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Roman Catholic Archdiocese of Vancouver offers apology in wake of discovery of mass burial site

On Twitter and on the Archdiocese of Vancouver's website, Archbishop J. Michael Miller offered an apology and listed steps he is committed to in support of Fist Nations, families and communities impacted by the recent news.
Archdiocese of Vancouver

While calls continue for Pope Francis and the Catholic Church as a whole to apologize for the trauma created by residential schools, the head of the Roman Catholic Archdiocese of Vancouver has offered an apology in wake of the discovery of the remains of 215 children on grounds near the former Kamloops Indian Residential School.

On Twitter and on the Archdiocese of Vancouver's website, Archbishop J. Michael Miller offered an apology and listed steps he is committed to in support of Fist Nations, families and communities impacted by the recent news.

“In light of the heartbreaking disclosure of the remains of 215 children at the former Kamloops Indian Residential School, I am writing to express my deep apology and profound condolences to the families and communities that have been devastated by this horrific news,” Miller wrote in the statement.

“Each time new evidence of a tragedy is revealed, or another victim comes forward, countless wounds are reopened, and I know that you experience renewed suffering.”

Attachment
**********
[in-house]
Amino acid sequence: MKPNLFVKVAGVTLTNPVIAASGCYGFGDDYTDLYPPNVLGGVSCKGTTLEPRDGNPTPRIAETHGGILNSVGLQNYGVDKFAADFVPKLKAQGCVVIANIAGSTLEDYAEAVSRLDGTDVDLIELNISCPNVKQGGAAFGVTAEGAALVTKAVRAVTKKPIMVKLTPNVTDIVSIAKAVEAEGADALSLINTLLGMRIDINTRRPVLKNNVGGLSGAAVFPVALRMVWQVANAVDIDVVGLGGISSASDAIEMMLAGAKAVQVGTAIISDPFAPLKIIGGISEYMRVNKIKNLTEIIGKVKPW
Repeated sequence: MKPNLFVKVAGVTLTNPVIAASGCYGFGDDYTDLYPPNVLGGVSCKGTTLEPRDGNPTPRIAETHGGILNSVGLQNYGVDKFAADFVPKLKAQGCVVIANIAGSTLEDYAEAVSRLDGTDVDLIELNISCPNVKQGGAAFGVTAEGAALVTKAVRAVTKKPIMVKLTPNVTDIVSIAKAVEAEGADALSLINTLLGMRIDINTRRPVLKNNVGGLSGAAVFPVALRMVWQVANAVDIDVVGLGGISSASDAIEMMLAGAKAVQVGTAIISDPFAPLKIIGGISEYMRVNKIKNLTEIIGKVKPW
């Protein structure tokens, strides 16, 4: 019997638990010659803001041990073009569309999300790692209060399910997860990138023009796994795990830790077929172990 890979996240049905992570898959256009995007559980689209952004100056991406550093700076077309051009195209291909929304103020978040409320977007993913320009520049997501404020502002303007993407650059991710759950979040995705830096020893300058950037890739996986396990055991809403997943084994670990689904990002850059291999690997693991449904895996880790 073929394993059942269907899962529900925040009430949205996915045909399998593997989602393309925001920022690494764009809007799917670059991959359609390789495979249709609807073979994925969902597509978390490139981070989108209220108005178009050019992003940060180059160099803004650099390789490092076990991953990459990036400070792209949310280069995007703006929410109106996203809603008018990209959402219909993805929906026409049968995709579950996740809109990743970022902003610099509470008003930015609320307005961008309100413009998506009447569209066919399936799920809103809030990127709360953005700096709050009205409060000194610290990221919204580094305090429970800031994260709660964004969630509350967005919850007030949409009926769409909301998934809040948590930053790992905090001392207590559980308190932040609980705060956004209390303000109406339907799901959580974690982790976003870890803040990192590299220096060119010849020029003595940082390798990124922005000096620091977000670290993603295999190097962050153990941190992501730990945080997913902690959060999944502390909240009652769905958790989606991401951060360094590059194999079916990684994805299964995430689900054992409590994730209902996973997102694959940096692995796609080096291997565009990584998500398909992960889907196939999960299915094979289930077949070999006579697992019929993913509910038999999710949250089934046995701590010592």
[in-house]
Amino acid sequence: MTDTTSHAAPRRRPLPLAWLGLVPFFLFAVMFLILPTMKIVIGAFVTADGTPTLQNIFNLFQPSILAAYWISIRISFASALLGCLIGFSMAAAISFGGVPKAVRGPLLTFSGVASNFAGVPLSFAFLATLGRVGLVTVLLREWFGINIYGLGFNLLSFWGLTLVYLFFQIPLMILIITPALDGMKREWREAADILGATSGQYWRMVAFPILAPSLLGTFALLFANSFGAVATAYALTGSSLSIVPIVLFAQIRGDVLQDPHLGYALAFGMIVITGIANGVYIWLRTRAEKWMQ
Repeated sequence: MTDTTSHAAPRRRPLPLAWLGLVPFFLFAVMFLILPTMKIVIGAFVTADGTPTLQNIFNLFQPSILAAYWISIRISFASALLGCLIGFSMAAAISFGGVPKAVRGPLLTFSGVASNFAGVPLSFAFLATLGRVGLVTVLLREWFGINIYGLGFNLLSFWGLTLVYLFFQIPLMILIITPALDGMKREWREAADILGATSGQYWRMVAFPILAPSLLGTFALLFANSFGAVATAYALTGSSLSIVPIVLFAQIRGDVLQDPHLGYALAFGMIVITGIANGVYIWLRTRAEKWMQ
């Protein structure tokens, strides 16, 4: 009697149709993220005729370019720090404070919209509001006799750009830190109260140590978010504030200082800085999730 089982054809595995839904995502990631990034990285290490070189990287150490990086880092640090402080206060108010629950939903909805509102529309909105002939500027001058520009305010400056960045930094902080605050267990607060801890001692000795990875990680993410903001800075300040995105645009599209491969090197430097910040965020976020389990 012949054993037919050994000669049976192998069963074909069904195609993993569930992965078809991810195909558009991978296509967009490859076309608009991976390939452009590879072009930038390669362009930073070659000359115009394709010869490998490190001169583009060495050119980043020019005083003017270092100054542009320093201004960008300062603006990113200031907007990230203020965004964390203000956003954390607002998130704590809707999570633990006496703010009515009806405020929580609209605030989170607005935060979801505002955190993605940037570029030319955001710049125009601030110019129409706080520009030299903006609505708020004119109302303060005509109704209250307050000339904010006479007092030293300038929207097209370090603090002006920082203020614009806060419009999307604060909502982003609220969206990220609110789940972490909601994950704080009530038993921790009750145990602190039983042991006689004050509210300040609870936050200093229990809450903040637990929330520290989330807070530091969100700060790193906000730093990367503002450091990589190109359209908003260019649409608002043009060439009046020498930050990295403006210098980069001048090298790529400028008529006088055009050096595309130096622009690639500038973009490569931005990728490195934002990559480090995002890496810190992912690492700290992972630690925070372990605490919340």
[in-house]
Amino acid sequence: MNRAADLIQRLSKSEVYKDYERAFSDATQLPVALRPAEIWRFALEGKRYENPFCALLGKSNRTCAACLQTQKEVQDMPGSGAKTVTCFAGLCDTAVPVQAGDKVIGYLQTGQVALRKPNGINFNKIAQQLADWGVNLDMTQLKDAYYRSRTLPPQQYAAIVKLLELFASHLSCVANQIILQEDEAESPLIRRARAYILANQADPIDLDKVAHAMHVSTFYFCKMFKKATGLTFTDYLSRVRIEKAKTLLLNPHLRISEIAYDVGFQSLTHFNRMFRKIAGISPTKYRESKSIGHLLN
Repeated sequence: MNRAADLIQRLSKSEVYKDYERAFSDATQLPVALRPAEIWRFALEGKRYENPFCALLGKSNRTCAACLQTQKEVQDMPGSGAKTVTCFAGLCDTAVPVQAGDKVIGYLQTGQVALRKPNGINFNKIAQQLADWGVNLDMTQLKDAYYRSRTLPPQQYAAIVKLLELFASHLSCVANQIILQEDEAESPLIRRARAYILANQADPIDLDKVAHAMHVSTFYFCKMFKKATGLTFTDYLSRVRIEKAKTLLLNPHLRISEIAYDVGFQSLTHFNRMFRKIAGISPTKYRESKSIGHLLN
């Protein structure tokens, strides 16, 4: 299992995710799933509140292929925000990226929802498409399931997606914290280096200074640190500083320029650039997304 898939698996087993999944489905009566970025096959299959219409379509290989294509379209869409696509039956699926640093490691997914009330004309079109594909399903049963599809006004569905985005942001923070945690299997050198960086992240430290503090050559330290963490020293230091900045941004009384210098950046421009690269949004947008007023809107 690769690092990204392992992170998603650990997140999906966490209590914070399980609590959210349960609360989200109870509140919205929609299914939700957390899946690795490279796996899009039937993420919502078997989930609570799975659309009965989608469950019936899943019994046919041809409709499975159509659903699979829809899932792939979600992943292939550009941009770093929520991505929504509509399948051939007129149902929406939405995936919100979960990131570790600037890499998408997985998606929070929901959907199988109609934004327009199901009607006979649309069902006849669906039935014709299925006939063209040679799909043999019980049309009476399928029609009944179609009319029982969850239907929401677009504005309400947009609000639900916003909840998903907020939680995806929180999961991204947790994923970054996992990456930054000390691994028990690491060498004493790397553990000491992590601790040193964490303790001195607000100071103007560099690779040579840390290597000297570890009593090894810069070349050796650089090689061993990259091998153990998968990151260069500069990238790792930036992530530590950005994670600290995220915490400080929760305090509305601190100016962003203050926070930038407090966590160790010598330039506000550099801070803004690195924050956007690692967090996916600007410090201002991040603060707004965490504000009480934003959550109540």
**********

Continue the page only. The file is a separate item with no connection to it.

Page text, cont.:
In 2013, Miller apologized publicly before the Truth and Reconciliation Commission, saying: “I wish to apologize sincerely and profoundly to the survivors and their families, as well as to all those subsequently affected, for the anguish caused by the deplorable conduct of those Catholics who perpetrated mistreatment of any kind in these residential schools.”

In his latest statement, posted online on June 2, Miller said :the Church was unquestionably wrong in implementing a government colonialist policy which resulted in devastation for children, families and communities.”

The statement comes five days after Miller and Kamloops Roman Catholic Diocese Bishop Joseph Nguyen issued statements in response to the burial site discovery. The statements relayed their “sadness” and “sympathy,” but did not include an apology.

To read Miller’s full June 2 statement that included an apology and the steps he has pledged to take to support First Nations communities, click here.